This is the ultimate beach bag (McCall's 6130) for your upcoming spring break vacation or stay-cation (more on this below). I can call it the ultimate because it can haul a lot of your important beach paraphernalia and can also fold down into a cute little tote that you can use to hold down one corner of your beach blanket when you are all set up. Made from cotton prints this bag can be bound in a coordinating binding or with a self binding. My mom had the super idea of adding a small loop under the front envelope so it can be hooked to your pocket, a chair or on another bag when unused. This bag opens up to hold a ton of stuff and with one shoulder strap you don't have to worry about that one strap that continuously falls off. You can toss a handful of these bags into your luggage if you are travelling via air or store them in your glove box for a road trip. The small size is great for kids while the bigger sizes are perfect for over-packing moms and tweens/teens that need to bring a bunch of stuff.
These bags are a snap to make and only need a nominal amount of fabric: 5/8 for a small bag up to 1 5/8 for a large bag. Easily whipped up in 2-3 hours, the lesser if you cut multiples at once. This bag makes a great teacher gift or grandparent gift if you have managed to convince them to take your children to the beach while you lounge at home- you don't want them taxed from a lack of quality baggage.
If you are opting for a stay-cation these bags can manage the huge load of library books you are planning to check out. They are great for that flea market trip you have been planning and also for leisurely visit to the farmer's market to pick up treats. You can pack them with a picnic lunch or towels for the water park. Either way you are going to need bags but you are also going to want them small and tidy when not in use.
I recommend using Amy Butler's quilting cotton; its bright and colorful patterns ooze spring time fun!
So because I was already set to blog on my serger (See previous post- Product of the Month: Sergers) I decided that you readers should have a project too. This is especially true for the newbies who are considering a serger but think they will only use it to seam up some t-shirts. These super easy napkins are a great stash buster (if you like to mix n' match) or the perfect way to add a splash of color to your table. If you have a dinner party coming up or are hosting your first family meal at your house and you need some gorgeous napkins fast then this project is for you. Bonus: You can learn yet another feature on your serger.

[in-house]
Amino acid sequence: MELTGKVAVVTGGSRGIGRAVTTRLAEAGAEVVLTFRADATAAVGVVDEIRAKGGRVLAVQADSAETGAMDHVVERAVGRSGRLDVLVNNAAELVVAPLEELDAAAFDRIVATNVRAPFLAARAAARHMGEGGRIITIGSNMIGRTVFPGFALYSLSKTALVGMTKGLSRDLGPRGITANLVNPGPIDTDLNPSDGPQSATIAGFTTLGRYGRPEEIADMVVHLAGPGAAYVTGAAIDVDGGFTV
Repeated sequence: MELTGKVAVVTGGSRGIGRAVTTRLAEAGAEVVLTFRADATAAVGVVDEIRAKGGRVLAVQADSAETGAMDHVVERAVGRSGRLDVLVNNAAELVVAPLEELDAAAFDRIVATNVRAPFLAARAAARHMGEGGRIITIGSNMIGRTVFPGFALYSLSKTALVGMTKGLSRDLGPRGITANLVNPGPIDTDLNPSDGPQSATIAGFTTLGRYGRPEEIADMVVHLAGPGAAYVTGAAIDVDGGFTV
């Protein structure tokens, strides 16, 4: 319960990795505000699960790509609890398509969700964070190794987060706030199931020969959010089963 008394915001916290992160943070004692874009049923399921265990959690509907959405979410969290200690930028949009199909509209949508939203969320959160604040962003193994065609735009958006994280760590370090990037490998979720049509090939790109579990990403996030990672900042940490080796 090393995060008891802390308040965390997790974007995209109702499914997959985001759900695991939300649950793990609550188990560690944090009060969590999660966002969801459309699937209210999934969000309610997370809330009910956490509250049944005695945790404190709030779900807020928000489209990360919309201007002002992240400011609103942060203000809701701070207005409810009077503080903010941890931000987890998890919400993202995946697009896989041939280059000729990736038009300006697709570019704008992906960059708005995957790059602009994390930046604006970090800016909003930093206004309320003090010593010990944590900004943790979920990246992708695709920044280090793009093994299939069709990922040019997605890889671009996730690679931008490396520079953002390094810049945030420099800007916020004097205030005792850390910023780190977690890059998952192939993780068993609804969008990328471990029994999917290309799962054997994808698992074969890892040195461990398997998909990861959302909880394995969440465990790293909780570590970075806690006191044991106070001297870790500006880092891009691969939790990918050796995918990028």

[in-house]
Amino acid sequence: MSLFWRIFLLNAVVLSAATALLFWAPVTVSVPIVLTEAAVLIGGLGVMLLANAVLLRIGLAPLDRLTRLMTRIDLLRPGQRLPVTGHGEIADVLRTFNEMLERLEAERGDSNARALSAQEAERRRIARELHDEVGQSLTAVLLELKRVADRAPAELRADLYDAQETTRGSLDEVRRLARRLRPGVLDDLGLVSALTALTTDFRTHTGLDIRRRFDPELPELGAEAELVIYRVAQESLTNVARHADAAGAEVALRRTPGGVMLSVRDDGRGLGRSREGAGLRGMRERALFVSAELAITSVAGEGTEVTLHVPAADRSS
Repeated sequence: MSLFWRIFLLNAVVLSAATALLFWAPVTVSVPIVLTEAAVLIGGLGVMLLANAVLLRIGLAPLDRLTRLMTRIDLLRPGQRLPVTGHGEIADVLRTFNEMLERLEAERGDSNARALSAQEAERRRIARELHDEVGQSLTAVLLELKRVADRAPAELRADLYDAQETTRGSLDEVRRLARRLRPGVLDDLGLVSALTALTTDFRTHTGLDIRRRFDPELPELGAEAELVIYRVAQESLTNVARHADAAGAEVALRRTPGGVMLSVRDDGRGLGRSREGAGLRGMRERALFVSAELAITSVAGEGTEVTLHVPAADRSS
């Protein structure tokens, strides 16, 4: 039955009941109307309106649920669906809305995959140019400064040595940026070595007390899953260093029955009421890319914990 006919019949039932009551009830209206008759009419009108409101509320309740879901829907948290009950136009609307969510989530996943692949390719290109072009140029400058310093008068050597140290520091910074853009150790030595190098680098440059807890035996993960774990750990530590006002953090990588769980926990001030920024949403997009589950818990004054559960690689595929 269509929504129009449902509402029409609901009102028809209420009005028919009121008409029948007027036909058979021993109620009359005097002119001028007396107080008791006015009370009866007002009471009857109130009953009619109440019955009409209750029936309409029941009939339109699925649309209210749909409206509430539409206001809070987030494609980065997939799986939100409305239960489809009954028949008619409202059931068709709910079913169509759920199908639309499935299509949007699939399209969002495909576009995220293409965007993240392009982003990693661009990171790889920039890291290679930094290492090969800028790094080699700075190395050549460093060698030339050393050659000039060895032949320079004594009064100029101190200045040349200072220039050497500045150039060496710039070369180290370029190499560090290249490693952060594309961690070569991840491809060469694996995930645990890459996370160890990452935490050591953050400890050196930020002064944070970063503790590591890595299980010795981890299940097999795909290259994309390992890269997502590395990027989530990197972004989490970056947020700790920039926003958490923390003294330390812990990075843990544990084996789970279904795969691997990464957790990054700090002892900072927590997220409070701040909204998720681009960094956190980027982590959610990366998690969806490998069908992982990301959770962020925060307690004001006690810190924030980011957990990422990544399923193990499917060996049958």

Most sergers are equipped to create a rolled edge so check your manual to determine how your machine needs to be configured. My Brother 1034D needs to have the stitch finger removed. Once you have your machine set up it is time to test the tensions on your 3 threads: Needle, Upper Looper and Lower Looper. Take a piece of waste fabric that is approximately the same as your project fabric to test your tensions. Turn your knife on and then trim away any messy edges as you stitch until you get your tension correct. I had to make my upper looper tension heavier than the recommended range so experiment inside the range first and then outside the range if the tension is still not right. Change each dial one at a time, stitch a few inches, check it and then make another change. If you make several changes at once and something is not right you won't easily be able to determine the problem.
The red is the messy tension and the green is the corrected
To make clean corners, don't pivot at the corner like with a traditional sewing machine. Stitch to the end of the fabric plus some extra to make a thread chain and then lift the foot and turn the fabric. Begin each corner beyond the edge of the fabric. Finish each corner with a small drop of Fray Check then clip off the thread chain. This will keep the corner threads from coming undone and will give it a nice finished end.
To make 8 napkins you will need 2 yds of cotton print fabric (44'' wide). Make an 18'' square template from poster board or freezer paper. Take your pre-washed fabric and fold it in half 4 times (you will have 8 layers) and then lay your template on top and cut out all 8 napkins at once. With your knife on run each napkin through your serger cutting off ¼'' to eliminate any frayed or wonky edges.